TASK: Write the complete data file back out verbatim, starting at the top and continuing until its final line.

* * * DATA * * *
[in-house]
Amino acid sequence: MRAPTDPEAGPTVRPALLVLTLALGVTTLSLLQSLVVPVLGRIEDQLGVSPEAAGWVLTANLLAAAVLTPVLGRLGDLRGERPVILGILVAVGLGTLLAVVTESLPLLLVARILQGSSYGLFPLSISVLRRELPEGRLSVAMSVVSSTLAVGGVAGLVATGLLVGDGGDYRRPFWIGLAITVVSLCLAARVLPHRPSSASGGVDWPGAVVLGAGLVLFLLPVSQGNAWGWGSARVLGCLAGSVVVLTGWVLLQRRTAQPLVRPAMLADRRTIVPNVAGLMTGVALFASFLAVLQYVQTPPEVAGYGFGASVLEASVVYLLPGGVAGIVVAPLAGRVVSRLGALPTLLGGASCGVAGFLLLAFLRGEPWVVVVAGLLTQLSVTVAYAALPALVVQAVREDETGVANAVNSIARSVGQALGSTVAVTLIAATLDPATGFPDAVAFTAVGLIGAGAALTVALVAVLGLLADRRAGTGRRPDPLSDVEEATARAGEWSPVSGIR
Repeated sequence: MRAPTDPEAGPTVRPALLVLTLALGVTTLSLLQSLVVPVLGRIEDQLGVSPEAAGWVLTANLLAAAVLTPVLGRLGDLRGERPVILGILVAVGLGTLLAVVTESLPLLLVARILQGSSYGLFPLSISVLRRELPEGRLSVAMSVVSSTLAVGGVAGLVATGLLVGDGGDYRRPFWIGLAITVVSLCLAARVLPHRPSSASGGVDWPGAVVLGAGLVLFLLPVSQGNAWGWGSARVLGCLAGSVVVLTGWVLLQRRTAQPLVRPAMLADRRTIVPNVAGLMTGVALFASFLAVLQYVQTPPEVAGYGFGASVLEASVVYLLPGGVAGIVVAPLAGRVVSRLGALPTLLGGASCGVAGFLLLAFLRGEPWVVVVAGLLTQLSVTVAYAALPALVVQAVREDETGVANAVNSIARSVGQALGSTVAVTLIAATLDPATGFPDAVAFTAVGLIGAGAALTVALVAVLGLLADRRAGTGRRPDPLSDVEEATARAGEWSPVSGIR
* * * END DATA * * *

[in-house]
Amino acid sequence: MRAPTDPEAGPTVRPALLVLTLALGVTTLSLLQSLVVPVLGRIEDQLGVSPEAAGWVLTANLLAAAVLTPVLGRLGDLRGERPVILGILVAVGLGTLLAVVTESLPLLLVARILQGSSYGLFPLSISVLRRELPEGRLSVAMSVVSSTLAVGGVAGLVATGLLVGDGGDYRRPFWIGLAITVVSLCLAARVLPHRPSSASGGVDWPGAVVLGAGLVLFLLPVSQGNAWGWGSARVLGCLAGSVVVLTGWVLLQRRTAQPLVRPAMLADRRTIVPNVAGLMTGVALFASFLAVLQYVQTPPEVAGYGFGASVLEASVVYLLPGGVAGIVVAPLAGRVVSRLGALPTLLGGASCGVAGFLLLAFLRGEPWVVVVAGLLTQLSVTVAYAALPALVVQAVREDETGVANAVNSIARSVGQALGSTVAVTLIAATLDPATGFPDAVAFTAVGLIGAGAALTVALVAVLGLLADRRAGTGRRPDPLSDVEEATARAGEWSPVSGIR
Repeated sequence: MRAPTDPEAGPTVRPALLVLTLALGVTTLSLLQSLVVPVLGRIEDQLGVSPEAAGWVLTANLLAAAVLTPVLGRLGDLRGERPVILGILVAVGLGTLLAVVTESLPLLLVARILQGSSYGLFPLSISVLRRELPEGRLSVAMSVVSSTLAVGGVAGLVATGLLVGDGGDYRRPFWIGLAITVVSLCLAARVLPHRPSSASGGVDWPGAVVLGAGLVLFLLPVSQGNAWGWGSARVLGCLAGSVVVLTGWVLLQRRTAQPLVRPAMLADRRTIVPNVAGLMTGVALFASFLAVLQYVQTPPEVAGYGFGASVLEASVVYLLPGGVAGIVVAPLAGRVVSRLGALPTLLGGASCGVAGFLLLAFLRGEPWVVVVAGLLTQLSVTVAYAALPALVVQAVREDETGVANAVNSIARSVGQALGSTVAVTLIAATLDPATGFPDAVAFTAVGLIGAGAALTVALVAVLGLLADRRAGTGRRPDPLSDVEEATARAGEWSPVSGIR